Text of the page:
When Tehran signed the Joint Comprehensive Plan of Action (JCPOA), better known as the Iran nuclear deal, in 2015, it was hoping to improve relations with the West. However, US President Barack Obama was unable to get the deal ratified by Congress, leaving Washington’s commitment subject to a presidential waiver every three months. His successor, Donald Trump, used this same waiver to withdraw the US from the deal in 2018.
Although a violation of United Nations Security Council Resolution 2231, Washington unilaterally re-imposed sanctions on Iran that had been lifted as part of the deal, with the aim of forcing Iran to agree to its terms on regional issues as well as Iran’s ballistic missile programme, the country’s main defensive means according to Iranian officials.
For Iran, the options open to it were not ideal. The two main options were to quit the JCPOA, which could have quickly given the US what it wanted: an international consensus against Iran on Trump’s agenda. Or to swallow the sanctions and continue working with other parties to the deal, in the hope that those parties would help Iran circumvent the sanctions. It chose the second option.
A year later, Tehran was faced with another bitter fact: other parties to the deal did not commit to its implementation as expected and halted almost all of their businesses with Iran, fearing US retribution if they did not.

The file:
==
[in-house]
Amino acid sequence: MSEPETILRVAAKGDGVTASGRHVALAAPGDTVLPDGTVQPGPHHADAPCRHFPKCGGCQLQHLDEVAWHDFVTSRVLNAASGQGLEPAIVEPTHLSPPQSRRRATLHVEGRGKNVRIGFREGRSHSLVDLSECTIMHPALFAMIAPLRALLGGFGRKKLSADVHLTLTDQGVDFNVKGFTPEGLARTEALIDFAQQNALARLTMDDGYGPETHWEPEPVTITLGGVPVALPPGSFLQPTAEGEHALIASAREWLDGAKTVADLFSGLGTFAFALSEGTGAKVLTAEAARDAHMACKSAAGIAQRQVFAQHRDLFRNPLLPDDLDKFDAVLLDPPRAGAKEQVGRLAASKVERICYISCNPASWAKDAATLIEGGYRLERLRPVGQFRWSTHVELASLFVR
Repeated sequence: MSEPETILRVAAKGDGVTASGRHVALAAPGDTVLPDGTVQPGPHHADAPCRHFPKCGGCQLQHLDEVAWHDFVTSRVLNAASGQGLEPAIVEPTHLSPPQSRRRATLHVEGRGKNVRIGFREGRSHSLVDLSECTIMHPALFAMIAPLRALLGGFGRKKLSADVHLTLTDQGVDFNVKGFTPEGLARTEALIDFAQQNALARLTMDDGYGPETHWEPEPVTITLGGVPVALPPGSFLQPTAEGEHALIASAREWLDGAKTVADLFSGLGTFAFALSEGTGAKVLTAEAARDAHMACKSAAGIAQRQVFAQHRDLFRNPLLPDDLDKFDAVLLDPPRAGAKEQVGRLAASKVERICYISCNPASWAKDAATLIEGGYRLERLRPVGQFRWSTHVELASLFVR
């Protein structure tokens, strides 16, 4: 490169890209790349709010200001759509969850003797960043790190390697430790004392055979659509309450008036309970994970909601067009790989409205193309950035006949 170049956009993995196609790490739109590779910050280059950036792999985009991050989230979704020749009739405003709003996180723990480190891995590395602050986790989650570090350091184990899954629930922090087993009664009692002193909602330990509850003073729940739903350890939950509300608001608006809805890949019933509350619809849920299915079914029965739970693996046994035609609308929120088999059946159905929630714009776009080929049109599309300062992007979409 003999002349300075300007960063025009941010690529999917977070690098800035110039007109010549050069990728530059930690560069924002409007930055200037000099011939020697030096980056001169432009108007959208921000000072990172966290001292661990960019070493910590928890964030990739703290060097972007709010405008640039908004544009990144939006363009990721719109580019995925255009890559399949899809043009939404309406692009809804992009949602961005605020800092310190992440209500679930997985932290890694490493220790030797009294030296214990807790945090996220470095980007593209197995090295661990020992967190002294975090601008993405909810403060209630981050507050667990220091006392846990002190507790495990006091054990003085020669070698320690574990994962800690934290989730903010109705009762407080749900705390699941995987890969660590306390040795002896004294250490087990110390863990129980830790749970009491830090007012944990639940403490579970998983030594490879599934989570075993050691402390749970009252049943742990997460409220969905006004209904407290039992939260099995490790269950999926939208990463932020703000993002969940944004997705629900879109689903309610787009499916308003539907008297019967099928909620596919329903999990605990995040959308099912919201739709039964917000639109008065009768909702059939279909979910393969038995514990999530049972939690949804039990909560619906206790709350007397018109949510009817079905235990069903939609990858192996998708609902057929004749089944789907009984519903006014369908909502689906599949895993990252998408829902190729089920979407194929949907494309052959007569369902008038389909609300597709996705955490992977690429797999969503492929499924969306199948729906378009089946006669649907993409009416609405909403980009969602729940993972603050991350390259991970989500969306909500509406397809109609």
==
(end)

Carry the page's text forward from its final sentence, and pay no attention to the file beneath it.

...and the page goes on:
In response, Tehran adopted a new though measured policy that had two dimensions: the first was a gradual decrease in Iran’s JCPOA commitments. Although Iranian officials insist that the four steps taken in this regard are in compliance with the JCPOA, they are not in line with Iran’s previous position of full compliance. The second was a more robust position vis-à-vis American military pressure on the country, which reached its peak with the downing of a US spy drone in June 2019.
With these actions, Tehran has showcased the options it can come up with if cornered by the US. Indeed, this new policy has moved global attention from Iran’s ballistic missile programme and its regional activities back to its nuclear programme.
In the region, US allies who encouraged and were encouraged by the US’ withdrawal from the JCPOA and were expecting at least limited military action by Washington against Tehran, kept insisting that Iran was a threat to regional stability. Their reasoning, though differing in details, included two assumptions: the first was that inflating the ‘Iran threat’ would eventually lead the US to take some kind of military action, undermining Iran’s regional position and shifting the regional balance of power in their favour. The second assumption was that Iran had neither the military capability nor the will to withstand a US strike.